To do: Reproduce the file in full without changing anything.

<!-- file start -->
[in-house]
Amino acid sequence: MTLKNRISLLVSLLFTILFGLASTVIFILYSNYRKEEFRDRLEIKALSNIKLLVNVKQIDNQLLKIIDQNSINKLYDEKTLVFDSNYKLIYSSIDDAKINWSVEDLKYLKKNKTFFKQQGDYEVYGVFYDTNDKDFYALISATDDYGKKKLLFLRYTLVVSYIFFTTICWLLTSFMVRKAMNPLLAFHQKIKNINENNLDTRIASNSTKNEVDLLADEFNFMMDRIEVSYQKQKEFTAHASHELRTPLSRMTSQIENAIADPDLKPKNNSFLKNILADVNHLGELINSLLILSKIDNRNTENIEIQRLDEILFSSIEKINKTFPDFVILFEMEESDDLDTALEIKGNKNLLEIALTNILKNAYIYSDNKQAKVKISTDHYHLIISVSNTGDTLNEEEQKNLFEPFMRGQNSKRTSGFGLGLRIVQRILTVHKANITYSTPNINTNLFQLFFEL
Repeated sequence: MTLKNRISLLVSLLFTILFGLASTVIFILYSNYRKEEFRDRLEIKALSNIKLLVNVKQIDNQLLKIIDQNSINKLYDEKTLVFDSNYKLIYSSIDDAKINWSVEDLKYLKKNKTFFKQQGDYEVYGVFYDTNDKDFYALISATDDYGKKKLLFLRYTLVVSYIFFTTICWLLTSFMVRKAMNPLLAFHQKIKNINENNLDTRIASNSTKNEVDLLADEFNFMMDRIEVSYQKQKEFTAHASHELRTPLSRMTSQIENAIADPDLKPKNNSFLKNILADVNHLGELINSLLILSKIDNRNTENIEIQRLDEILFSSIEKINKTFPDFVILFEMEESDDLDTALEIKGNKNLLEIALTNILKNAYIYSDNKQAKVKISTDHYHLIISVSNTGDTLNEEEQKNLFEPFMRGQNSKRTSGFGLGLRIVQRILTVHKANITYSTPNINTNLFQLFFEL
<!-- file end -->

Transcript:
[in-house]
Amino acid sequence: MTLKNRISLLVSLLFTILFGLASTVIFILYSNYRKEEFRDRLEIKALSNIKLLVNVKQIDNQLLKIIDQNSINKLYDEKTLVFDSNYKLIYSSIDDAKINWSVEDLKYLKKNKTFFKQQGDYEVYGVFYDTNDKDFYALISATDDYGKKKLLFLRYTLVVSYIFFTTICWLLTSFMVRKAMNPLLAFHQKIKNINENNLDTRIASNSTKNEVDLLADEFNFMMDRIEVSYQKQKEFTAHASHELRTPLSRMTSQIENAIADPDLKPKNNSFLKNILADVNHLGELINSLLILSKIDNRNTENIEIQRLDEILFSSIEKINKTFPDFVILFEMEESDDLDTALEIKGNKNLLEIALTNILKNAYIYSDNKQAKVKISTDHYHLIISVSNTGDTLNEEEQKNLFEPFMRGQNSKRTSGFGLGLRIVQRILTVHKANITYSTPNINTNLFQLFFEL
Repeated sequence: MTLKNRISLLVSLLFTILFGLASTVIFILYSNYRKEEFRDRLEIKALSNIKLLVNVKQIDNQLLKIIDQNSINKLYDEKTLVFDSNYKLIYSSIDDAKINWSVEDLKYLKKNKTFFKQQGDYEVYGVFYDTNDKDFYALISATDDYGKKKLLFLRYTLVVSYIFFTTICWLLTSFMVRKAMNPLLAFHQKIKNINENNLDTRIASNSTKNEVDLLADEFNFMMDRIEVSYQKQKEFTAHASHELRTPLSRMTSQIENAIADPDLKPKNNSFLKNILADVNHLGELINSLLILSKIDNRNTENIEIQRLDEILFSSIEKINKTFPDFVILFEMEESDDLDTALEIKGNKNLLEIALTNILKNAYIYSDNKQAKVKISTDHYHLIISVSNTGDTLNEEEQKNLFEPFMRGQNSKRTSGFGLGLRIVQRILTVHKANITYSTPNINTNLFQLFFEL